What appeared to be a set of spray-painted SS bolts, a symbol favored by white supremacists and neo-Nazis, was found in the NoPa neighborhood of San Francisco on July 2.
After the San Francisco Police Department was made aware of the graffiti, scrawled on an apartment building on Golden Gate Avenue at Divisadero Street, public information officer Michael Andraychak emailed J. and said he urged the property owner to file a police report before painting it over.
“It is important to document graffiti, particularly images that convey a meaning of hate, so officers who patrol the area can be informed and vigilant for similar crimes occurring,” he said.
District 5 Supervisor Dean Preston, who represents the North of the Panhandle area, went to inspect the graffiti and commented to J.: “This is the kind of hate that’s been normalized across the country by Donald Trump and his fellow white nationalists. There’s no place for this hate in our city. This anti-Semitic graffiti will be removed immediately, even if I have to come back out here and paint over it myself.”
On July 3, a day after the graffiti was found, Preston announced on Twitter that the city’s Department of Public Works had painted over the bolts.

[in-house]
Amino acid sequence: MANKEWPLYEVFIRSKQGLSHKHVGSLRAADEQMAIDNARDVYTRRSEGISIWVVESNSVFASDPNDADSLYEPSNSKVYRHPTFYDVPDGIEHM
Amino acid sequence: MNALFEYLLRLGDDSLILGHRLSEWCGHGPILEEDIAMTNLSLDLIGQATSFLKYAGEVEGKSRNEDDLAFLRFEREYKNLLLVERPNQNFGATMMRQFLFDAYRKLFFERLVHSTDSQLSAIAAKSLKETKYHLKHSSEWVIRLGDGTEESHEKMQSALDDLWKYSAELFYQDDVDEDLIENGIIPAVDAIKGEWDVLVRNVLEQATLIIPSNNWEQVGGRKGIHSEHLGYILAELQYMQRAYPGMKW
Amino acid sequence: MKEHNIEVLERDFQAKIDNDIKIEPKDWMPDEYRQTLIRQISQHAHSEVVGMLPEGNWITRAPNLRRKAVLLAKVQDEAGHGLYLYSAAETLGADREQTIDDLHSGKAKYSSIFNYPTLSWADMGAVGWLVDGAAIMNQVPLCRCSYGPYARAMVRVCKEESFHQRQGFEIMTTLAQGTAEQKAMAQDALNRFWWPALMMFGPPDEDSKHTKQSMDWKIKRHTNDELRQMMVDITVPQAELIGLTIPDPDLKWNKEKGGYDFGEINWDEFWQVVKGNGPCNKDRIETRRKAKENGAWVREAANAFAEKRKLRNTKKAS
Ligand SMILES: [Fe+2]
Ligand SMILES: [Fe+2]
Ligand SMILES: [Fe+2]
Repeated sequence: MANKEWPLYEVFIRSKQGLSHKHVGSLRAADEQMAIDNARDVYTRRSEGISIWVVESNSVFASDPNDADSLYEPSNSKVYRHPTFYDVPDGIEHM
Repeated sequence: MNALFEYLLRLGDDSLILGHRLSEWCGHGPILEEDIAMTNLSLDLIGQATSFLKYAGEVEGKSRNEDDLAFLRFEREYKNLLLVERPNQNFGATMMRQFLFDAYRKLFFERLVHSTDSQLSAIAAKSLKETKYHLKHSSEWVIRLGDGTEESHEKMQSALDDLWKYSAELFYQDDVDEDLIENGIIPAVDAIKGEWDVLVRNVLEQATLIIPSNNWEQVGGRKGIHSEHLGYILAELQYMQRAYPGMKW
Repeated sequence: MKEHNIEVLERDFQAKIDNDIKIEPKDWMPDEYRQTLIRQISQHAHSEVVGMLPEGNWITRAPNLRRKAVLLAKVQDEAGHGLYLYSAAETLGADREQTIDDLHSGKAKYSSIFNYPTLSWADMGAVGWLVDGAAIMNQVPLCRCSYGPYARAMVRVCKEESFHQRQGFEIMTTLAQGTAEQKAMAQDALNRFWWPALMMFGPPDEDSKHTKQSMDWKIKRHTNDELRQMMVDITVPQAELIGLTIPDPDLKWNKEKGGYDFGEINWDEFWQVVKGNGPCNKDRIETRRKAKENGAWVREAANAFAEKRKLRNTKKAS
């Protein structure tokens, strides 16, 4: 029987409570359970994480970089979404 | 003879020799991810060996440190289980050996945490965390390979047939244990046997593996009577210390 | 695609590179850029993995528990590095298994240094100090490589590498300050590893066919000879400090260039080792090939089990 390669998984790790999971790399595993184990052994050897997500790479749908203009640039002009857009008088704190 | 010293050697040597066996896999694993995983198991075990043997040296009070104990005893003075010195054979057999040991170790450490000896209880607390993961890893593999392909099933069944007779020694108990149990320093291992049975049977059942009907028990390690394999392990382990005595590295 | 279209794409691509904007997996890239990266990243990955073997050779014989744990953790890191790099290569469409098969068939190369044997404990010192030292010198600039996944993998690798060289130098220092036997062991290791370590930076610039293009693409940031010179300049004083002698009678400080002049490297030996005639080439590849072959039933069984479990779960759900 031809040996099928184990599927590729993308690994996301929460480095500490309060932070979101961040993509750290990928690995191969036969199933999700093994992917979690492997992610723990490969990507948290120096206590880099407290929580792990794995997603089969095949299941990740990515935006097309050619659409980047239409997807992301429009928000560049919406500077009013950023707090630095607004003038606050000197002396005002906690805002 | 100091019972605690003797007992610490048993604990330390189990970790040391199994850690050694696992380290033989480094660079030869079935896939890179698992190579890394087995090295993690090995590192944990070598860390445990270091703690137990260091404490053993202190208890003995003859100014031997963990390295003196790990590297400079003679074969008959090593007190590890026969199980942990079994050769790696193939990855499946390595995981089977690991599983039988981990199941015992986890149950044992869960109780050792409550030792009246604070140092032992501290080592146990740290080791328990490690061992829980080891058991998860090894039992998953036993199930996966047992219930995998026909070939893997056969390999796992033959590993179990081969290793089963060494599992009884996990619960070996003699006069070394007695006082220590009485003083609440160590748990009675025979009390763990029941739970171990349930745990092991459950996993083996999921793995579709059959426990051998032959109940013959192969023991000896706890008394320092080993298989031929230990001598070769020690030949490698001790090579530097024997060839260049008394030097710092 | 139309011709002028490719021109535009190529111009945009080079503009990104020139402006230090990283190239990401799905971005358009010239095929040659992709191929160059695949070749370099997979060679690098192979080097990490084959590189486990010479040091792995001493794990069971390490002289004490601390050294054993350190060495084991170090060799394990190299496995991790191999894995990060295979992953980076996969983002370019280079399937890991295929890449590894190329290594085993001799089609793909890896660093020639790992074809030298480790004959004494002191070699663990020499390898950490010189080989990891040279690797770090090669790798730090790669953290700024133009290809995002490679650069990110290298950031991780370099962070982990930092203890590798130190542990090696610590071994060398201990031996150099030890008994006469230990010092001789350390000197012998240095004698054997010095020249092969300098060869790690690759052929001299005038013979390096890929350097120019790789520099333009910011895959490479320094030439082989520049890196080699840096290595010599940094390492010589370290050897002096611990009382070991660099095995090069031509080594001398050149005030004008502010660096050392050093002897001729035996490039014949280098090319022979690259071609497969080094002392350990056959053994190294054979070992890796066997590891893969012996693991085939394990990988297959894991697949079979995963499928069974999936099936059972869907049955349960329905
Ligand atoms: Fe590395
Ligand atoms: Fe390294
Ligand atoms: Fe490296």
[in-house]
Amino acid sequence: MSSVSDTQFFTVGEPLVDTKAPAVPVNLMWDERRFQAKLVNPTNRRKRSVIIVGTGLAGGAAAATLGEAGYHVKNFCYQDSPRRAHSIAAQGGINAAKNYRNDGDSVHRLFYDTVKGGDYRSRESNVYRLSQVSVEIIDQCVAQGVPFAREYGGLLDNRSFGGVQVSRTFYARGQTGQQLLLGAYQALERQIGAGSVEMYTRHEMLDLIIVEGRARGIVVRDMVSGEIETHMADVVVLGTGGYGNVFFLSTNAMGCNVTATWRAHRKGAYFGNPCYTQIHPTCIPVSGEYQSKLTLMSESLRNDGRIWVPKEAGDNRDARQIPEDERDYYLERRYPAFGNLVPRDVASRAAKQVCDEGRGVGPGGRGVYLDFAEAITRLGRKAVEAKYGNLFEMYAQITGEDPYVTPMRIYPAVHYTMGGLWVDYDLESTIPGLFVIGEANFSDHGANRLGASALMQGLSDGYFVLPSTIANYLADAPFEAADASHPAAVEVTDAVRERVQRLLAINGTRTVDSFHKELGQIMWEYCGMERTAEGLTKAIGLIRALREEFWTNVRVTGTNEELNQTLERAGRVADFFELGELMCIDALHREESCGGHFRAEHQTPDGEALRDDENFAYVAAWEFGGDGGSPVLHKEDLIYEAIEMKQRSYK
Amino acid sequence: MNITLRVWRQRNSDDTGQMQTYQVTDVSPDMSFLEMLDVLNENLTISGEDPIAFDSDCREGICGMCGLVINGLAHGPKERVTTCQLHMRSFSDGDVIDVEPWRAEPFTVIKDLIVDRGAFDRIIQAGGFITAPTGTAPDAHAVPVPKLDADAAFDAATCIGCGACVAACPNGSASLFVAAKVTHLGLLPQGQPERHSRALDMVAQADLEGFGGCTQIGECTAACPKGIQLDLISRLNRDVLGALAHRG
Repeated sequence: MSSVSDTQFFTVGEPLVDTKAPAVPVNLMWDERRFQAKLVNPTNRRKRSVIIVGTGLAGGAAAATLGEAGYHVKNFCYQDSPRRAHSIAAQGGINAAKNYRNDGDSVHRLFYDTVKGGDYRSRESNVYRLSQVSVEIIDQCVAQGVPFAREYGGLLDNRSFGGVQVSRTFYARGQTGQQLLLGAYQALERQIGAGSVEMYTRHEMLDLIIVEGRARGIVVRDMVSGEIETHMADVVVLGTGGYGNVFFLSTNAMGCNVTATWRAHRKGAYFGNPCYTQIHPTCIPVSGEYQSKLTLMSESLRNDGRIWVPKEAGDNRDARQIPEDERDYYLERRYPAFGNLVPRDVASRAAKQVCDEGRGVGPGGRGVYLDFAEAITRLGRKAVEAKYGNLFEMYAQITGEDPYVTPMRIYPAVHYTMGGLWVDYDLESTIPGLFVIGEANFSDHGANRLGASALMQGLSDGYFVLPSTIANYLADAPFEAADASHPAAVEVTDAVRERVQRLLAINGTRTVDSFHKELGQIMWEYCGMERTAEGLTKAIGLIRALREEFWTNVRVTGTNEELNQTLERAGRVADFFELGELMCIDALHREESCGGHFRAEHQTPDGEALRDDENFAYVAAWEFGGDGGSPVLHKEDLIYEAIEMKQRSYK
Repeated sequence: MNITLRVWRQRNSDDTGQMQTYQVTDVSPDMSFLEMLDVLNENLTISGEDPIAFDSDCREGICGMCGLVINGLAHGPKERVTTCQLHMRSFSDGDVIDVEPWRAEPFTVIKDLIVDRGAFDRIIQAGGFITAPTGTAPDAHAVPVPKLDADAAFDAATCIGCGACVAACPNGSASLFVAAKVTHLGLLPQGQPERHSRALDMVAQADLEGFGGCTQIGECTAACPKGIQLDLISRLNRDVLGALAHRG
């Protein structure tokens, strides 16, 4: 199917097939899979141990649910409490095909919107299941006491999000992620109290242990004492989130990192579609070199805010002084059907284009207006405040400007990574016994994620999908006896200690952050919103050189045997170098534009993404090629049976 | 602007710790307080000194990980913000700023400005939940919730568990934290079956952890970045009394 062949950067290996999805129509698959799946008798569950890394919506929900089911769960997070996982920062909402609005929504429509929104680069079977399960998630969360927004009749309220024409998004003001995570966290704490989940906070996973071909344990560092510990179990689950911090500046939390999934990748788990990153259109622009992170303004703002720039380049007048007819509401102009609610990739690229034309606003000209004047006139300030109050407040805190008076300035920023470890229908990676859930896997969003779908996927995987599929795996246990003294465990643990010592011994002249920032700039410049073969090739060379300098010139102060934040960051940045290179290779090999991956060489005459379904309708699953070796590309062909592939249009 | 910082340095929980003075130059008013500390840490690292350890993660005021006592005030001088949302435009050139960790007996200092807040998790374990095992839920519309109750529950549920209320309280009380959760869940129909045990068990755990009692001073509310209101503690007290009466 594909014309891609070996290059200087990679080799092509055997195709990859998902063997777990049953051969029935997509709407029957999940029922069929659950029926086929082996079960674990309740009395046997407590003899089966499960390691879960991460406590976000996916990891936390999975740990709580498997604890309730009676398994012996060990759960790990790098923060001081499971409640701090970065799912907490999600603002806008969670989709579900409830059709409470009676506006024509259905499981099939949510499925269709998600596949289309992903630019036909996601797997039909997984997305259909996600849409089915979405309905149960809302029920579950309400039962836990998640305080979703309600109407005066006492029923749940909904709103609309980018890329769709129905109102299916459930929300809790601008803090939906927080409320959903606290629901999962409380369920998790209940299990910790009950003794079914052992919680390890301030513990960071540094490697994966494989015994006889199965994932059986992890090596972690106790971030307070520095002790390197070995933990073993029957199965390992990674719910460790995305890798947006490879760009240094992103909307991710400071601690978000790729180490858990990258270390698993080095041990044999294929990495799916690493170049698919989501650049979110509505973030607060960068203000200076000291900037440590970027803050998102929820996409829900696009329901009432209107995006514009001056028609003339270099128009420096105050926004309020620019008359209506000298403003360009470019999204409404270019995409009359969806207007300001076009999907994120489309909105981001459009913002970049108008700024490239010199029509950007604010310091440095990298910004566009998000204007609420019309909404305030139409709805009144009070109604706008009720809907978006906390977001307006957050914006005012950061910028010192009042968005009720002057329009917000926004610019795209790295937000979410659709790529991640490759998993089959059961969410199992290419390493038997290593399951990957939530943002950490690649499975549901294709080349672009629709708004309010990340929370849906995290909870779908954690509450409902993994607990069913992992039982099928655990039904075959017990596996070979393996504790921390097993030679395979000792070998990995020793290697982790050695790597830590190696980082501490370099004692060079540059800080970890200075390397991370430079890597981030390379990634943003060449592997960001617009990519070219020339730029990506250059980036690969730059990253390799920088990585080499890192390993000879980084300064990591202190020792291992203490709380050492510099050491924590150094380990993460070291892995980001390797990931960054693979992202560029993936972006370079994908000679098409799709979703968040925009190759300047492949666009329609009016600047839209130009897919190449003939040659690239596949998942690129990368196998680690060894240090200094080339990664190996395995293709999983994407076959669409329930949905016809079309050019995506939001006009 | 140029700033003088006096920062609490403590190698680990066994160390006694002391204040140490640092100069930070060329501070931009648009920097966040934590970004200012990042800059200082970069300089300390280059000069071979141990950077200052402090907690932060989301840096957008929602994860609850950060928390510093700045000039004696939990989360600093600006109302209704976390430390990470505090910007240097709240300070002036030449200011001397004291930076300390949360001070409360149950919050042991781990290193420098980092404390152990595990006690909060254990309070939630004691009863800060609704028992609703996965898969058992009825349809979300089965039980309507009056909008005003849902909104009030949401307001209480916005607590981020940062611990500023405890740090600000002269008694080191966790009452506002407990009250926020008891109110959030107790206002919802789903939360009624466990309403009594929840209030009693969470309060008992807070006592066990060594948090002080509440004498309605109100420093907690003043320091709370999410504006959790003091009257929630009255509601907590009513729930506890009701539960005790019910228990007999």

Also on Twitter, S.F. District Attorney Chesa Boudin, whom J. profiled in December, commented on the incident and shared J.’s report with his approximately 33,000 followers. “This is not ok. Period. We do not tolerate hate crimes.”
Two days later, Boudin announced that his office would be aggressively prosecuting a separate suspected hate crime in the city, after a 29-year-old white man allegedly threatened a Black teenager, unleashing a string of racial slurs. “A hate crime against one of us is a crime against all of us,” Boudin said on Twitter.
On June 28, white supremacist fliers were found in the East Bay city of Martinez. The fliers had the “White Pride World Wide” logo, which according to the Anti-Defamation League is associated with Stormfront, the internet’s largest white supremacist website.
In January, J. reported on a pair of SS bolts painted on the parking lot surface of a state government office in Sacramento. The bolts concerned Jewish employees, who had to walk past the symbols for seven months until they were cleaned up.
California’s office of the attorney general recently released its annual “Hate Crime in California” report, which counted 141 hates crimes motivated by “anti-Jewish bias” across the state last year, an increase of 11.9 percent from 2018.